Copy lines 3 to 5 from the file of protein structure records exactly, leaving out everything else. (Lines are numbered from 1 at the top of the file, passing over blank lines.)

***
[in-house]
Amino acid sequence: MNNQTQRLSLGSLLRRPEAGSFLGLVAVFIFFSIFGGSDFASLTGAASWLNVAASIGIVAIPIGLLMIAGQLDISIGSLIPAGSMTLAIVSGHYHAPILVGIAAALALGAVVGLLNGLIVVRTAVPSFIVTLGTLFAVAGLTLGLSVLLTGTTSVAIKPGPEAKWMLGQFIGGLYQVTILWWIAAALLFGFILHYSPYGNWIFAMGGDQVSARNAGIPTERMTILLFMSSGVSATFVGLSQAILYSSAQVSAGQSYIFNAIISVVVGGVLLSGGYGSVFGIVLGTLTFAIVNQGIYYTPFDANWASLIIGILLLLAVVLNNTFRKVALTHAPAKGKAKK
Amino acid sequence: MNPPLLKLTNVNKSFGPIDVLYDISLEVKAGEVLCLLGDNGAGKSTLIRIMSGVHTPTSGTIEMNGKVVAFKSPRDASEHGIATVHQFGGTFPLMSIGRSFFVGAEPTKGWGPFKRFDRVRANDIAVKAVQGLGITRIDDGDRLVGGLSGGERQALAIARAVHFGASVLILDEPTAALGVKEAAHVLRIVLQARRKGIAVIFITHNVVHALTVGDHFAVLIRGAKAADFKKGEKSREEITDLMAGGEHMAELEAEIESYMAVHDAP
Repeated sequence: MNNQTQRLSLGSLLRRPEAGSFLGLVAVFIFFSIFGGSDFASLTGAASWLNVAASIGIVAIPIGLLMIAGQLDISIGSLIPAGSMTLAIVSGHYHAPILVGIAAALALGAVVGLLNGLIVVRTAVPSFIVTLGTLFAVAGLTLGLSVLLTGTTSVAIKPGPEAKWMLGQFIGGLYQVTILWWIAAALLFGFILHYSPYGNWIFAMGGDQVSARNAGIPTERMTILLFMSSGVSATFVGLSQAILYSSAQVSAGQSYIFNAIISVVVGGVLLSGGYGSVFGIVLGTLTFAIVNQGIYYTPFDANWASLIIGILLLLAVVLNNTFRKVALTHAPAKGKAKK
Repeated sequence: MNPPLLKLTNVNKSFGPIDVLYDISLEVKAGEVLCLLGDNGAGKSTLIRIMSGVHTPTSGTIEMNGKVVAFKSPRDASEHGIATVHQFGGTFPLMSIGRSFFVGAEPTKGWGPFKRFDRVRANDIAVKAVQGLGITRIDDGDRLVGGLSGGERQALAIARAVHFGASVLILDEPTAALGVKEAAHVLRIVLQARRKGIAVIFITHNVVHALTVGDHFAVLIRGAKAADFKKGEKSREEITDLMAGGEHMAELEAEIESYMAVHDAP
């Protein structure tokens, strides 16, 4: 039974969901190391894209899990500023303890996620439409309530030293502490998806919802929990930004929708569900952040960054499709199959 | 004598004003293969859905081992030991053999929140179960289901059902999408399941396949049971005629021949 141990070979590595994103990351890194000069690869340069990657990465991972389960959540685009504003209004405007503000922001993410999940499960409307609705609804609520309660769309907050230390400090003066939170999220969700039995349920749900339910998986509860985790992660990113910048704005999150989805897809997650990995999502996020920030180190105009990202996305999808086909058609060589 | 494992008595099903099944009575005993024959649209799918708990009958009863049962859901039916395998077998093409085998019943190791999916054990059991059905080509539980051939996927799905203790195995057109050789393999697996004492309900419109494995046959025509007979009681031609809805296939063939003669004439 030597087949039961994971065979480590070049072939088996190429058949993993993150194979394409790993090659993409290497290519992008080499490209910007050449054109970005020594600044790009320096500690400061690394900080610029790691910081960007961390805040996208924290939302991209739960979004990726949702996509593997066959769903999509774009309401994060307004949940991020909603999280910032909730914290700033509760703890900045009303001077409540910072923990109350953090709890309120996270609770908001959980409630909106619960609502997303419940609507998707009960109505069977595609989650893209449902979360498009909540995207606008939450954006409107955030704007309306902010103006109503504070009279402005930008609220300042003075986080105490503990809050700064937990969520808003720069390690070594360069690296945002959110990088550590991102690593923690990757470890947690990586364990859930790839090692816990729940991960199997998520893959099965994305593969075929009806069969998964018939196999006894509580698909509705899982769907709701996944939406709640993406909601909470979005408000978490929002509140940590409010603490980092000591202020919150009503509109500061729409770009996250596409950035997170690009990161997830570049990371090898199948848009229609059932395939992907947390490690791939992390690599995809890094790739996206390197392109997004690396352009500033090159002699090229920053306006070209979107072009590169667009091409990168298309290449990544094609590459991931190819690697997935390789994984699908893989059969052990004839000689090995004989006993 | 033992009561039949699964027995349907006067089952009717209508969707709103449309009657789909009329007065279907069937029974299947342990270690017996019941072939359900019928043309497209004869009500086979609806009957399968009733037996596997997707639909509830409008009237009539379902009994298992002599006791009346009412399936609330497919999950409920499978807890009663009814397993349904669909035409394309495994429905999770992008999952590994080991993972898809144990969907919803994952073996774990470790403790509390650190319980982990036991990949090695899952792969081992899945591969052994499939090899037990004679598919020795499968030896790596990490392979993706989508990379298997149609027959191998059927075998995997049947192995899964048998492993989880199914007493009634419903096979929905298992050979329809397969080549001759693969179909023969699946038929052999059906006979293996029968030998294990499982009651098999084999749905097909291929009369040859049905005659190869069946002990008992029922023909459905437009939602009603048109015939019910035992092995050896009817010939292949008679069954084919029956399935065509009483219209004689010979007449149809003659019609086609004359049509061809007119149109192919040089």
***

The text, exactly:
Amino acid sequence: MNPPLLKLTNVNKSFGPIDVLYDISLEVKAGEVLCLLGDNGAGKSTLIRIMSGVHTPTSGTIEMNGKVVAFKSPRDASEHGIATVHQFGGTFPLMSIGRSFFVGAEPTKGWGPFKRFDRVRANDIAVKAVQGLGITRIDDGDRLVGGLSGGERQALAIARAVHFGASVLILDEPTAALGVKEAAHVLRIVLQARRKGIAVIFITHNVVHALTVGDHFAVLIRGAKAADFKKGEKSREEITDLMAGGEHMAELEAEIESYMAVHDAP
Repeated sequence: MNNQTQRLSLGSLLRRPEAGSFLGLVAVFIFFSIFGGSDFASLTGAASWLNVAASIGIVAIPIGLLMIAGQLDISIGSLIPAGSMTLAIVSGHYHAPILVGIAAALALGAVVGLLNGLIVVRTAVPSFIVTLGTLFAVAGLTLGLSVLLTGTTSVAIKPGPEAKWMLGQFIGGLYQVTILWWIAAALLFGFILHYSPYGNWIFAMGGDQVSARNAGIPTERMTILLFMSSGVSATFVGLSQAILYSSAQVSAGQSYIFNAIISVVVGGVLLSGGYGSVFGIVLGTLTFAIVNQGIYYTPFDANWASLIIGILLLLAVVLNNTFRKVALTHAPAKGKAKK
Repeated sequence: MNPPLLKLTNVNKSFGPIDVLYDISLEVKAGEVLCLLGDNGAGKSTLIRIMSGVHTPTSGTIEMNGKVVAFKSPRDASEHGIATVHQFGGTFPLMSIGRSFFVGAEPTKGWGPFKRFDRVRANDIAVKAVQGLGITRIDDGDRLVGGLSGGERQALAIARAVHFGASVLILDEPTAALGVKEAAHVLRIVLQARRKGIAVIFITHNVVHALTVGDHFAVLIRGAKAADFKKGEKSREEITDLMAGGEHMAELEAEIESYMAVHDAP